Exactly four years ago in the restless discontent between winter and spring, my good friend Marcia persuaded me to consider becoming a tutor for a Challenge program in Classical Conversations. I was ready to chuck textbooks, to which I had moved out of reluctant necessity. All of my children would move to Classical Conversations in the fall, but this community had yet to establish a Challenge program for junior or senior high children. Another mother was ready to offer Challenge I and Marcia said the community would be happy with either Challenge A or Challenge B, my choice.
Challenge A intrigued me with its geography strand–after a year of that I would learn the countries and features of the world. Attractive. Students get a semester’s review of the Institute in Excellence writing program (my kids needed that) and practice it on Newbery books for the second semester. They do mini-reports in biology weekly in a nature journal. They began to study Latin. All this sounded good to me.
Challenge B offered science reports on important scientists as well as essays about Newbery literature. It had the kids discussing current events and participating in a mock trial. It included beginners Latin. Science fair, a mini Chemistry lesson, and a 10 week study of the controversy over how life began–these looked good to me. But the star of the program–logic–kept pulling me back into its orbit.
In the end I realized I could not let anyone else teach this program. Fact. I would be consumed with envy and regret if I passed up this opportunity to learn these things for myself.
So, in April I committed to preparing to become a Challenge B tutor. Since there was no training available in the north, the Challenge I tutor and I flew to Wilmington Delaware for training, where I met a veteran Ginny Franklin, who laid a solid foundation for my summer studies. Throughout the golden summer days I worked through Introductory Logic, drew countless documents off the portal for study, read several chapters of Soul of Science, looked into the current events topics, and advertised for students.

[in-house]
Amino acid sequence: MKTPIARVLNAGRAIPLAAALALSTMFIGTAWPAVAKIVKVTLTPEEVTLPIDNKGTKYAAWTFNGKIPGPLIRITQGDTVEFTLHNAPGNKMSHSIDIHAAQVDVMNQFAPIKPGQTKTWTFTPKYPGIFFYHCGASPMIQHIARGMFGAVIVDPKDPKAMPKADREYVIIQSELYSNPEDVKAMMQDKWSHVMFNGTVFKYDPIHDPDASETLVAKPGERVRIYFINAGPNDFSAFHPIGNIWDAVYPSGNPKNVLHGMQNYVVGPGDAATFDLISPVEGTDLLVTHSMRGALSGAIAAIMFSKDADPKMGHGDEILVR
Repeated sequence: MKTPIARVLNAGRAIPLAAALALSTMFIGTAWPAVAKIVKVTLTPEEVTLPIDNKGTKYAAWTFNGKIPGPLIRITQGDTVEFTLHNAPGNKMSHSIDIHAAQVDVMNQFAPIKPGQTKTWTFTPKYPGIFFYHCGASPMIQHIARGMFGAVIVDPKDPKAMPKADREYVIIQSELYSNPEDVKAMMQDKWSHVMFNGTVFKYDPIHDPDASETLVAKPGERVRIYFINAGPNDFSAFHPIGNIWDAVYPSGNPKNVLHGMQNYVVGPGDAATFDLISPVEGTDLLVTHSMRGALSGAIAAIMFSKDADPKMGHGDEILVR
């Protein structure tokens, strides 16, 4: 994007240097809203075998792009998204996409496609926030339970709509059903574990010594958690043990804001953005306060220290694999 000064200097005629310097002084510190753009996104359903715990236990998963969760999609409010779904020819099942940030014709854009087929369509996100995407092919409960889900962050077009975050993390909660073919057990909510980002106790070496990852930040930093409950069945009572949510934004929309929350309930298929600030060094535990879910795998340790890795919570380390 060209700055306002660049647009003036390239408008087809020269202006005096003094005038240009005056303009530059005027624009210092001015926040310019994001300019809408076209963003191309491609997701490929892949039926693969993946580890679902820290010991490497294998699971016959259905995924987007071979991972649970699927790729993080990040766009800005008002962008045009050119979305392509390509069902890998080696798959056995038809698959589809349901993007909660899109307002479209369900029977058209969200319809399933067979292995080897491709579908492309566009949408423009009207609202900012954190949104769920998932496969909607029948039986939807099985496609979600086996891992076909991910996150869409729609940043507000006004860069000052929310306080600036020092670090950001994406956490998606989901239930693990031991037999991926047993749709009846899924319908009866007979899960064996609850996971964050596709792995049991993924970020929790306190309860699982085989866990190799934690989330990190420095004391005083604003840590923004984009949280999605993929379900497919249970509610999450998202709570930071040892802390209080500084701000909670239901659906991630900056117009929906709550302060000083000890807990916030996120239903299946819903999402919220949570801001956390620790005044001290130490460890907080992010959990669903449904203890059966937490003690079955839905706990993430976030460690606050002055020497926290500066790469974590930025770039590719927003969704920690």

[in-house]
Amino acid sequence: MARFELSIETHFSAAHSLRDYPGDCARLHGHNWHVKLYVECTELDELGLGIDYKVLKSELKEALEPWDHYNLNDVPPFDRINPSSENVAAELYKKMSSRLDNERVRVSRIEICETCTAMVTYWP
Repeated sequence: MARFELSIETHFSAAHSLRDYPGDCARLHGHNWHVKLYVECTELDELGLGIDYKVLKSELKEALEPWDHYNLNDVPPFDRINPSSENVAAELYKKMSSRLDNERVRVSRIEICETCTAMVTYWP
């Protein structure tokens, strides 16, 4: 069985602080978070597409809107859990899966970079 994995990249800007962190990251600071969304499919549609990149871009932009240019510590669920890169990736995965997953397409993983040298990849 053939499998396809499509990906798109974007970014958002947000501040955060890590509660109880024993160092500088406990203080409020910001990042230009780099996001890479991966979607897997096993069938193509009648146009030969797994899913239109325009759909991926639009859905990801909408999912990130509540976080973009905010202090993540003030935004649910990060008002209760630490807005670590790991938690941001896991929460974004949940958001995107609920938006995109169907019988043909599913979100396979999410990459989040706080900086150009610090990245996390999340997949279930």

My five students and I had a wonderful-scary year, culminating in a mock trial played out in the living room of one of my families and a short story anthology I still show today as a model of what excellence students can achieve at this level.
During the school year I worked hard–maybe too hard–to know my material and a wide ring around it, putting in maybe 20 hours a week in preparation. Why so much? I was learning what it meant to be classical, studying the material, and researching websites to recommend to my families for their research. That first year I took debate way too seriously, not understanding at the time that I simply needed to get the students dialoguing. I also needn’t have done the research for the children, since the research skill was the very thing they needed to learn.
Community day more than paid off the work I invested every week. We thoroughly enjoyed our time together. I absolutely love working with young men and women; they are full of life, of life’s questions, of lively conversation. I could tell they felt enormously affirmed in class together, where their thoughts were taken seriously, where they were challenged to think seriously about what they studied.
Four years later I am still teaching at the same level. Living at a tutor has changed my life. The material I teach still fascinates me and I find connections everywhere I go. I am getting an education, learning everything I can about classical education and how its goal is to make the man whole, giving glory to God as His image-bearer. I have seen my own children develop in their thinking and writing, in their self-discipline and self-respect. Classical Conversations has helped my family achieve the goal I dreamed of but despaired of achieving: it prepared my children for the future by giving them the tools of learning so they would love to learn and be able to learn anything on their own.
It gives me great joy to be a Challenge tutor in Classical Conversations.